The Great Iowa State Fair and the Second Annual John Deere Extravaganza

By Staff
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4400 East Oakwood Drive Des Moines, Iowa 50317

Way back in March of 1991 a small group of John Deere
enthusiasts got together to toss around the idea of being part of
the Iowa State Fair show. One day of the fair was to feature the
classic restored tractors displayed on the grand concourse of the
fairgrounds. Invitations were mailed to known tractor enthusiasts
around the state of Iowa. The response was good and it was decided
to form a committee to go ahead with the planning.

As all good things happen, it took a lot of work and thinking to
get all the details worked out. How many people with tractors would
we really get? Will we be able to set up in time? A lot of
questions and wondering how things would go. Well, the day arrived.
We were to have the tractors on the grand concourse by 8 a.m. ready
for show. We made it with time to spare. It was a grand sight to
see all of the restored tractors lined up wheel to wheel. Well,
that was 1991.

Now it is spring of 1992 and the question has come up as to
whether or not the State Fair show should be planned again. The
response was overwhelming to do it again. The committee was formed
and planning was started for one of Iowa’s largest annual two
cylinder shows. One thing that needed improvement over last
year’s show was the rope holders that were used around the
tractors. We had rented this equipment the year before. With a
little scrounging and donating, the pieces were found to make the
rope posts. The plan was to make enough posts to hold the rope
around 70 John Deere tractors. There had been 63 units in our show
last year. The plan was for more this year. After a lot of cutting,
welding, bolting and painting, the posts were finished. They looked
great. How would they look on show day?

A prelude to the Iowa State Fair is a grand parade the night
before the fair starts. Some of our two-cylinder enthusiasts had
been part of the parade in 1991. They had pulled floats through the
parade. This year they thought it would be nice to go through the
parade as a unit. A dozen to fifteen tractors would be good. It was
also decided to build a float that would represent the hobby of
restoring two-cylinder tractors. A couple of fellows in the group
went to work on that right away. Their work turned out a great
little two wheeled trailer with a crankshaft, two rods with pistons
and a flywheel mounted on it. Of course, it was painted John Deere

Parade day is here. The first part of the Iowa State Fair is
about to begin. The weather for the parade is great. We are unit
129, about half way back. A local TV station is going to broadcast
the first hour and a half of the parade. We are hoping to get on TV
this year. We had twelve tractors and the float ready to parade.
The parade started at 6 p.m., right on time. We waited and waited.
At 7:25 we moved into our position in the parade line. We
didn’t make TV this year. Maybe next year we can have an
earlier position. There was a big crowd to watch the parade, and it
went well for our group. No one had to be pulled through this year.
Last year we had to help one tractor through.

State Fair show day is here. It is Wednesday, August 26. We are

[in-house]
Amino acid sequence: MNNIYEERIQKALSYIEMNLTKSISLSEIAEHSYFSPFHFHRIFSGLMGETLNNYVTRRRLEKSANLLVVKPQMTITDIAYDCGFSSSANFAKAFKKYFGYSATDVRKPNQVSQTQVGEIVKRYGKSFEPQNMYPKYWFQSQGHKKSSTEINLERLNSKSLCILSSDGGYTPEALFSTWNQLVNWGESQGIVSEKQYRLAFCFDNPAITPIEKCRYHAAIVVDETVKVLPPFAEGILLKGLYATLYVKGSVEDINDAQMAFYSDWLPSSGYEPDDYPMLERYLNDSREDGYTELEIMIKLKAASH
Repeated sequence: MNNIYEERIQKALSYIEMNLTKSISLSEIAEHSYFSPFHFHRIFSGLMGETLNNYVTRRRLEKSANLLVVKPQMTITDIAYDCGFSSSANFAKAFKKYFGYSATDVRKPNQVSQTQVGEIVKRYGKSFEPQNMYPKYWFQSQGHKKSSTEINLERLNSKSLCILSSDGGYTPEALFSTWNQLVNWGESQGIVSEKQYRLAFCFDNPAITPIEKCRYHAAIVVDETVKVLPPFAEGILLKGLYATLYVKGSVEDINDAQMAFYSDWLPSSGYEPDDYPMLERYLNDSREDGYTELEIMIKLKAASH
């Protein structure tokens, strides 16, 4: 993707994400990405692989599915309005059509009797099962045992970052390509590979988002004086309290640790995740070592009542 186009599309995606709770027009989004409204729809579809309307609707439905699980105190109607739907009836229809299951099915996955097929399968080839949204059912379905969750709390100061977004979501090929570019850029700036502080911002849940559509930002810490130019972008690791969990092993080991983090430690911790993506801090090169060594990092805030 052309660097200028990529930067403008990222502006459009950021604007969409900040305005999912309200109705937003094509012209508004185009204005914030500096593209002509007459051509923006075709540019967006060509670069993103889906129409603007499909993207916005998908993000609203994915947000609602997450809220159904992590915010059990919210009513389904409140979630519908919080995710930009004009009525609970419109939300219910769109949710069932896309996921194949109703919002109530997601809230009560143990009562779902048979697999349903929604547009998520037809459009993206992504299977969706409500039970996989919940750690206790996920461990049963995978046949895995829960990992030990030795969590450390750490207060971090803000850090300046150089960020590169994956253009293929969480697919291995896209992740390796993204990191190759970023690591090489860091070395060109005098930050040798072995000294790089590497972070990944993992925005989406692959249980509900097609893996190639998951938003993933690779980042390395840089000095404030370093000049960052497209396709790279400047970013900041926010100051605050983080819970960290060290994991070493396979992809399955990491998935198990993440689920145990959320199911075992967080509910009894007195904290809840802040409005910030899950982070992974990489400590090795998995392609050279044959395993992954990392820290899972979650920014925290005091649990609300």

to have the tractors lined up and trailers parked by 7 a.m. We
managed to get everyone in place at the proper time. We put out our
rope holders and stretched the rope around the tractors. It all
looked great.

With the rope in place, it was decided we needed a ‘rope
cop.’ With this idea in mind, and a badge and water pistol in
hand, one member of the group set out to find the perfect ‘rope
cop’. Well, the person was found and awarded the tools he
needed to do his job.

Now if it would just warm up. This is August in Iowa. It is
supposed to be hot. But, it didn’t warm up. It was jacket
weather all day. Despite the cool weather, the crowd was a big

We took count of the tractors. There were 67 John Deere tractors
lined up wheel to wheel. With the green and yellow rope stands and
yellow rope, it was impressive.

We had a good variety of tractors. There was a scale model
‘D’ all the way to a huge model 830 rice tractor. There
were several industrial tractors which, by the way, are not green
and yellow. The oldest tractor was the Waterloo Boy Overtime
tractor. It was late teens or early twenties vintage. All of the
tractors were beautifully restored.

This particular day of the fair was dedicated to older Iowans. A
lot of those older folks told us stories about their experiences
with early farm tractors and equipment. That is a lot of what
restoring an old tractor is all about: swapping stories and meeting

At the end of this day, we were to move our tractors to another
part of the grounds and continue the display through Sunday. Not
all exhibitors could stay but, we ended up with about thirty
tractors that did. Moving the tractors drew a lot of attention.
There is something about a two-cylinder tractor that attracts
attention. It must be the POP-POP of the exhaust.

Some of the owners stayed with their tractors for the duration
of the fair. Here again, more stories were swapped.

The second annual Iowa State Fair extravaganza went well. After
it was over it was resolved that this was a worthwhile event and
there would be interest again for next year.

A special thanks goes out to those of you who restore old
tractors and implements and then take the time to share the results
of your labor with other people. Without you and your efforts, a
show of this type would not be possible.

Submitted by the combined efforts of: Wendell Shellabarger,
Steve Holand, Harold Shearer, Chuck McCain, Merle Hoppenworth, Paul
Lehman. Photos by Max Bechtol.

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